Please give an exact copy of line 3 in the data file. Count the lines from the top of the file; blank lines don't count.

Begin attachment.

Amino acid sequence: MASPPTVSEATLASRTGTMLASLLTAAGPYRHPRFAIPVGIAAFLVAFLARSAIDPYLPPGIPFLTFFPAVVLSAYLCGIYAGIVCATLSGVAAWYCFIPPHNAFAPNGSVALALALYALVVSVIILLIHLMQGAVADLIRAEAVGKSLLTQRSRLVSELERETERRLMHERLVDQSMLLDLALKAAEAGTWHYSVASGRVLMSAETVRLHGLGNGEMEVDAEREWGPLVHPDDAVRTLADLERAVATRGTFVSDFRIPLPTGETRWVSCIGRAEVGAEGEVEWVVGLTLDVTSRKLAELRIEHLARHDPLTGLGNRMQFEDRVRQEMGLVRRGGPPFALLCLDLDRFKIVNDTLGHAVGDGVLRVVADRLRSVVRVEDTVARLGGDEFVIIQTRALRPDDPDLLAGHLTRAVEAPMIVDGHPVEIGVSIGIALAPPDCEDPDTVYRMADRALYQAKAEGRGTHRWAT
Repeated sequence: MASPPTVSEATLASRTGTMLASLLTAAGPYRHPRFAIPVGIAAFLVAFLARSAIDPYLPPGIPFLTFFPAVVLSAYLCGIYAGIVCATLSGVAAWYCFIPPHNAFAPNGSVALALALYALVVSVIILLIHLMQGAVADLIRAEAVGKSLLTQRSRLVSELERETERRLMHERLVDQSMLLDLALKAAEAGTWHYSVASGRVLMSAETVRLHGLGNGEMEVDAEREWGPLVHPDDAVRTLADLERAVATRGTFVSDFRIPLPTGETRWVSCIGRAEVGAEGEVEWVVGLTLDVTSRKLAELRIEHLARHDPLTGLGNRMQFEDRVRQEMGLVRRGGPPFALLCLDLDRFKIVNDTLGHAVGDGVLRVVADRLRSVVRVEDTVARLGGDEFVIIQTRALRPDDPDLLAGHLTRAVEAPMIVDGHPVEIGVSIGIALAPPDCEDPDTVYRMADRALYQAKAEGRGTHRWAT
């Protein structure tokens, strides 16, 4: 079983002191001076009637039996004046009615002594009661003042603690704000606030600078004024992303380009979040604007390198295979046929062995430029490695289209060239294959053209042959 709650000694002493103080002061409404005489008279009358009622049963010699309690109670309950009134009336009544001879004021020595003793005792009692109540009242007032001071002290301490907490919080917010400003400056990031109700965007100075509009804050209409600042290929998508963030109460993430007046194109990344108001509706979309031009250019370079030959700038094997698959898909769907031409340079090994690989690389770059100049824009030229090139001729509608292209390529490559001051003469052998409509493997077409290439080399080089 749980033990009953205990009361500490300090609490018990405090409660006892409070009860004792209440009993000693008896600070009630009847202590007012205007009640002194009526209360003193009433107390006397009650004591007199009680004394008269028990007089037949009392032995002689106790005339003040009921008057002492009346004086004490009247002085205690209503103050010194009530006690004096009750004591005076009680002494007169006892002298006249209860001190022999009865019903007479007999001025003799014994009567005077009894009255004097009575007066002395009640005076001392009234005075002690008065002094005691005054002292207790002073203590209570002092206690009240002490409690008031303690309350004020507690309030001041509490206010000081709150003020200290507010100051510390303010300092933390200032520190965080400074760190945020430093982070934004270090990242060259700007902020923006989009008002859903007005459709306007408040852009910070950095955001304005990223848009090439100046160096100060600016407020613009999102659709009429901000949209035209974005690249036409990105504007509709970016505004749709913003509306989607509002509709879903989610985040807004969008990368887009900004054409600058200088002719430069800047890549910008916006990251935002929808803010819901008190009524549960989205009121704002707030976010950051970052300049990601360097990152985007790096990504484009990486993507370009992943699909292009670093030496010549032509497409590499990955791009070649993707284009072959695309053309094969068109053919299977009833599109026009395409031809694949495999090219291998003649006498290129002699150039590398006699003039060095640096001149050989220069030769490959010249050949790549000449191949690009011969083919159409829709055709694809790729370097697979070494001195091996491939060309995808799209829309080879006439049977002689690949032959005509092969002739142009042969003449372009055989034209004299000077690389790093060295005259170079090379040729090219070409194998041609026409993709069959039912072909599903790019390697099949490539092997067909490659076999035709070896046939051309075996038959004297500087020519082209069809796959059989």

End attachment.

């Protein structure tokens, strides 16, 4: 079983002191001076009637039996004046009615002594009661003042603690704000606030600078004024992303380009979040604007390198295979046929062995430029490695289209060239294959053209042959 709650000694002493103080002061409404005489008279009358009622049963010699309690109670309950009134009336009544001879004021020595003793005792009692109540009242007032001071002290301490907490919080917010400003400056990031109700965007100075509009804050209409600042290929998508963030109460993430007046194109990344108001509706979309031009250019370079030959700038094997698959898909769907031409340079090994690989690389770059100049824009030229090139001729509608292209390529490559001051003469052998409509493997077409290439080399080089 749980033990009953205990009361500490300090609490018990405090409660006892409070009860004792209440009993000693008896600070009630009847202590007012205007009640002194009526209360003193009433107390006397009650004591007199009680004394008269028990007089037949009392032995002689106790005339003040009921008057002492009346004086004490009247002085205690209503103050010194009530006690004096009750004591005076009680002494007169006892002298006249209860001190022999009865019903007479007999001025003799014994009567005077009894009255004097009575007066002395009640005076001392009234005075002690008065002094005691005054002292207790002073203590209570002092206690009240002490409690008031303690309350004020507690309030001041509490206010000081709150003020200290507010100051510390303010300092933390200032520190965080400074760190945020430093982070934004270090990242060259700007902020923006989009008002859903007005459709306007408040852009910070950095955001304005990223848009090439100046160096100060600016407020613009999102659709009429901000949209035209974005690249036409990105504007509709970016505004749709913003509306989607509002509709879903989610985040807004969008990368887009900004054409600058200088002719430069800047890549910008916006990251935002929808803010819901008190009524549960989205009121704002707030976010950051970052300049990601360097990152985007790096990504484009990486993507370009992943699909292009670093030496010549032509497409590499990955791009070649993707284009072959695309053309094969068109053919299977009833599109026009395409031809694949495999090219291998003649006498290129002699150039590398006699003039060095640096001149050989220069030769490959010249050949790549000449191949690009011969083919159409829709055709694809790729370097697979070494001195091996491939060309995808799209829309080879006439049977002689690949032959005509092969002739142009042969003449372009055989034209004299000077690389790093060295005259170079090379040729090219070409194998041609026409993709069959039912072909599903790019390697099949490539092997067909490659076999035709070896046939051309075996038959004297500087020519082209069809796959059989």